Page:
Shark_Skin_Man_And_Peach_Hip_Girl_(1998)If you’re going on the run you might as well do it in style. Wait, that’s terrible advice isn’t it? Perhaps there’s something to be said for planning a cunning double bluff by becoming so flamboyant that everyone starts ignoring you out of a mild sense of embarrassment but that’s quite a risk for someone whose original gamble has so obviously gone massively wrong. An adaptation of a manga, Katsuhito Ishii’s debut feature Sharkskin Man and Peach Hip Girl (鮫肌男と桃尻女,  Samehada Otoko to Momojiri Onna) follows a mysterious criminal trying to head off the gang he just stole a bunch of money from whilst also accompanying a strange young girl, also on the run but from her perverted, hotel owning “uncle” who has also sent an equally eccentric hitman after the absconding pair with instructions to bring her back.

Like Ishii’s subsequent efforts, Shark Skin Man and Peach Hip Girl is a riot of full on craziness from the get go, though he largely manages to avoid manga adaptation cliches. The gangster, Samehada (Tadanobu Asano), is pursued by an eccentric set of former gang members – the sanest amongst them being Sawada (Susumu Terajima), his former partner who wants to track him down first to prevent the bloody retribution his guys have in store for him. The gang’s boss (Ittoku Kishibe), lovingly caresses a harpoon, dresses in a gestapo style shiny black leather overcoat, wears one glove, and is on a quest to track down rare vintage posters of much loved Japanese comedian Kon Omura. One of his henchmen is a guy with bleach blond hair who dresses all in white and has an extremely sensitive sense of smell but an intense aversion to water.

The heat coming from the other side is equally strange as the leacherous uncle is apparently friends with Japan’s weirdest hitman, Yamada, who dresses in a retro style and has a unibrow and a high pitched voice. In fact, he’s basically Ken Omura himself, creeping about, being odd in a ridiculous cartoon character way. Unfortunately, Yamada has a weakness and just as he’s about to complete his mission he falls in love with his target! Apparently this is something that happens to him often though you’d think it would be quite a liability given his line of work. In this instance who could really blame him, but his new found romance means he won’t be able to pull the trigger  – and not only that, he can’t bring the girl back either because he doesn’t want to break the beautiful gangster’s heart! Ah, true love!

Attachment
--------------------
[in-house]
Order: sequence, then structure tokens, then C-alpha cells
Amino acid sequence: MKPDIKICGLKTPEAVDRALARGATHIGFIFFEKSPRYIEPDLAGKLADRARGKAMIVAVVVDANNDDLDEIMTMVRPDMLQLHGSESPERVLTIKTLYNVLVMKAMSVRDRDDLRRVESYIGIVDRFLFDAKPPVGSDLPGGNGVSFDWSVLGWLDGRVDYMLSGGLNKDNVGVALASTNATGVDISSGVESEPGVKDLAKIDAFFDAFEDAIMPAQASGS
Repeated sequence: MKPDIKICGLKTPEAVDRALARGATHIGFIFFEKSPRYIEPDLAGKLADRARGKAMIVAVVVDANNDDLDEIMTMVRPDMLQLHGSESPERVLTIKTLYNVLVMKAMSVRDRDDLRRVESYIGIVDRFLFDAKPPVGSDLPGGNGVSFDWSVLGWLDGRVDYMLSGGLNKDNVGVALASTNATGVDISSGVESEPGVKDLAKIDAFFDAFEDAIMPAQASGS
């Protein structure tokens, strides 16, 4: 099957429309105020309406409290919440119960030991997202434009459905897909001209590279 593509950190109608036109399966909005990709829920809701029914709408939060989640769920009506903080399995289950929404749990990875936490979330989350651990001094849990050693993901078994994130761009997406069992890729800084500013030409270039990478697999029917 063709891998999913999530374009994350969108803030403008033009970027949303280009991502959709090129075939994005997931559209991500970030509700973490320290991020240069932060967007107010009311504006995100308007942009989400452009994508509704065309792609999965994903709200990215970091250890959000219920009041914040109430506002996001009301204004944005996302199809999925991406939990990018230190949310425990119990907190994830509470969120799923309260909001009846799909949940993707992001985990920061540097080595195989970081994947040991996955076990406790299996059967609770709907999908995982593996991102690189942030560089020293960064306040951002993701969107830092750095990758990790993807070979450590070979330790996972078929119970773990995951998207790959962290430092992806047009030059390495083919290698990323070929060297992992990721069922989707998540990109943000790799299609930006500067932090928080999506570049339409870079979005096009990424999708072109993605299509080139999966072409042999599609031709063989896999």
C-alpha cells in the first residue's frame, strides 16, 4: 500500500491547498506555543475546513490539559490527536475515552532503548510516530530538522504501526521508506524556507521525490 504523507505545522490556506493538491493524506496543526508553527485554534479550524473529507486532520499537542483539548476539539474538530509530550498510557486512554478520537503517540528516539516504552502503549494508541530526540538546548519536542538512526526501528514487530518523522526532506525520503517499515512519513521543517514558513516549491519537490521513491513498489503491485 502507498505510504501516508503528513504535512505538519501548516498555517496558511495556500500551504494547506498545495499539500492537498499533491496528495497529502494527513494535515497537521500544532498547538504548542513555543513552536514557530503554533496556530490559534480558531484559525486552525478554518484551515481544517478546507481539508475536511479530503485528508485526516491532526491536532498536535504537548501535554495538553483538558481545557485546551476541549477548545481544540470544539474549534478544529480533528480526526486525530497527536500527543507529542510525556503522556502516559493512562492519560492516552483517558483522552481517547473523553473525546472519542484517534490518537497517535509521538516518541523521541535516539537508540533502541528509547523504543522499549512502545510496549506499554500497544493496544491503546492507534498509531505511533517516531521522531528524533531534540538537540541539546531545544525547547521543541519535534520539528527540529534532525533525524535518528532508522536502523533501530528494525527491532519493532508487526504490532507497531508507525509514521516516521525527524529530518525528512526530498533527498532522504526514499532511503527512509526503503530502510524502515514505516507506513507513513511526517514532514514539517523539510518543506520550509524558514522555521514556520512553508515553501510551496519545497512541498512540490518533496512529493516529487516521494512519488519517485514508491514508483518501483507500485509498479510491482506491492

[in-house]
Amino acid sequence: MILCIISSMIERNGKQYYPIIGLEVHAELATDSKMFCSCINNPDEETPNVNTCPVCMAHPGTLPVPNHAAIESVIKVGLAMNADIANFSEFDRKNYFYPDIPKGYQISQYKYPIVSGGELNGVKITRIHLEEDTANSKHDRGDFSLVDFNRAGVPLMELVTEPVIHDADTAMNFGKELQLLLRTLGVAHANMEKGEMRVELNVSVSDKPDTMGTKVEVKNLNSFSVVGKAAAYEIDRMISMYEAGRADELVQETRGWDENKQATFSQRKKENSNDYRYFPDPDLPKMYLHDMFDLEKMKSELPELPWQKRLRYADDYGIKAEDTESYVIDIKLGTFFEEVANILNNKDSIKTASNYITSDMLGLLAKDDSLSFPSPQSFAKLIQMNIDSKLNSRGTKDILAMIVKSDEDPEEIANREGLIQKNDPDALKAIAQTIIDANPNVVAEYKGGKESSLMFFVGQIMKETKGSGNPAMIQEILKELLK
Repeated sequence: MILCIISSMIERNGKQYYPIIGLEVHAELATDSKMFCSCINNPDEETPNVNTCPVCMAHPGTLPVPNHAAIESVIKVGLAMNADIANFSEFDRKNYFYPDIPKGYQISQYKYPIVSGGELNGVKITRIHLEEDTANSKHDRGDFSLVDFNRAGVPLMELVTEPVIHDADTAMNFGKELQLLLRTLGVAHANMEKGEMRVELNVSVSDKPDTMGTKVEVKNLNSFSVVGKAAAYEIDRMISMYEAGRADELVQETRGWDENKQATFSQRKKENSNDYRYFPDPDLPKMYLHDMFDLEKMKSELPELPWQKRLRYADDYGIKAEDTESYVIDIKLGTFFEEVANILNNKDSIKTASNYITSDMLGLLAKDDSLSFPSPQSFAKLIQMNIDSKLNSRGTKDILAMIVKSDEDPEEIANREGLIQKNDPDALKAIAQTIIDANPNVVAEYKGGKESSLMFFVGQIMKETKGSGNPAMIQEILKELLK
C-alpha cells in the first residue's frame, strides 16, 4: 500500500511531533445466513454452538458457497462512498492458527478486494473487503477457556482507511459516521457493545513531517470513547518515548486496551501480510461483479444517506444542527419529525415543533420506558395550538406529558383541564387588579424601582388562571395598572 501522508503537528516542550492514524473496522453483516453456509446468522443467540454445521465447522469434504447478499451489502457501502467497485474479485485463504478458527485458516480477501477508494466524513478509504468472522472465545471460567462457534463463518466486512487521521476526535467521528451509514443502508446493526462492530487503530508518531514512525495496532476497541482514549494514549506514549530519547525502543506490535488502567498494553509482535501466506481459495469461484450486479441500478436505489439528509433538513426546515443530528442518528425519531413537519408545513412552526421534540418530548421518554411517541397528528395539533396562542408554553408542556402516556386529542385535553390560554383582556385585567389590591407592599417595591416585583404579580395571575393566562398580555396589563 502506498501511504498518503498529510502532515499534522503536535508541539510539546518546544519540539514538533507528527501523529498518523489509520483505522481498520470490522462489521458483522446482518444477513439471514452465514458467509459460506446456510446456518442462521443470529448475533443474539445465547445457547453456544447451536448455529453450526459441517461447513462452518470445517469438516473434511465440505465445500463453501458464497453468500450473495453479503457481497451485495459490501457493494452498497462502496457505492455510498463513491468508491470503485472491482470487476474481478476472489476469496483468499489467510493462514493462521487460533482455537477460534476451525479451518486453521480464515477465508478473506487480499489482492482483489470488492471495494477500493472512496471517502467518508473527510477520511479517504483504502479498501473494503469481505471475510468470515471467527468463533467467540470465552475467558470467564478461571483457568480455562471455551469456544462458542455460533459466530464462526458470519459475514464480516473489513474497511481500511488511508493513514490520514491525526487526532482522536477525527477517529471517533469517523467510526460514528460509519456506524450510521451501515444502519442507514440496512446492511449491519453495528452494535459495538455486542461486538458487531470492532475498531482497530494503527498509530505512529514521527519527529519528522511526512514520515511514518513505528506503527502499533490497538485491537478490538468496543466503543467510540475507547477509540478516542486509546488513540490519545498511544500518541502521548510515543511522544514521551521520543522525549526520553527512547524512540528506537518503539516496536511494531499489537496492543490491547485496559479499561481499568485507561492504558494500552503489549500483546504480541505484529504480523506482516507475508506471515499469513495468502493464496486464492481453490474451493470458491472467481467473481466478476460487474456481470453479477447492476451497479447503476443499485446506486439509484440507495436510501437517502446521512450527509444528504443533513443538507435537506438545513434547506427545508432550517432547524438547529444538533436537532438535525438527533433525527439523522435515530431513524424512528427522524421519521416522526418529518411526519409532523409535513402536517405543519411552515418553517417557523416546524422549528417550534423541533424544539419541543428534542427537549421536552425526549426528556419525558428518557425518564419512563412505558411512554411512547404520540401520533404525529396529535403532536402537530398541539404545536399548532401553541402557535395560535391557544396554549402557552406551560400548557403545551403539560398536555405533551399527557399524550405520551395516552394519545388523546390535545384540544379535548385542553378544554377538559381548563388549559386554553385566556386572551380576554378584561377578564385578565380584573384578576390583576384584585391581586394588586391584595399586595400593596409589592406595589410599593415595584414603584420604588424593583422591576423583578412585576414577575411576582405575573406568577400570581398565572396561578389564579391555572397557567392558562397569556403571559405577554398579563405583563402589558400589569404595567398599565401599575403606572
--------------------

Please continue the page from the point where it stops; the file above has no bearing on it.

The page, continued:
There is quite a lot going on. Too much, really. For all the craziness which ensues, it’s hard to build up an attachment to any of our strange little gangsters and their petty plots or bids for freedom. Things build to a whirlwind of chaos in the final stretch but when it’s all supposed to calm down for a little spiritual contemplation at the end, the effect begins to fall apart.

There are however a few quieter sections such as a surprisingly maudlin one in which yakuza sons of yakuza fathers lament their unhappy childhoods which saw them bullied and excluded by their law abiding peers. One even says that he thought the tattoos were something which just appeared on everyone when they grew up. Ishii employs some strange jump cuts, moving us ahead a little jerkily as the time passes slowly for this motley crew of veteran bad guys. He later employs a similar technique where he shifts some of his violence into the expressionist realm by cutting on the sound of landing punches.

As the title suggests, Shark Shin Man and Peach Hip Girl is the story of two crazy kids on the run, and the bizarre collection of people who end up chasing them. Ishii could never be accused of subtlety but the punk infused, anarchic and ironic tone are difficult to resist even if the end result is a necessarily slight one. An imperfect, though impressive debut, Shark Skin Man and Peach Hipped Girl is an interesting genre infused tale that uses absurd humour as a foil for the darkness and violence which underpins it.


Original trailer (no English subs – French subs available via settings menu)

Midway through this film someone starts singing a Japanese language cover of Donna Donna which was a surprise! Can’t find a clip so here’s Joan Baez’s version live in Japan in 1967!

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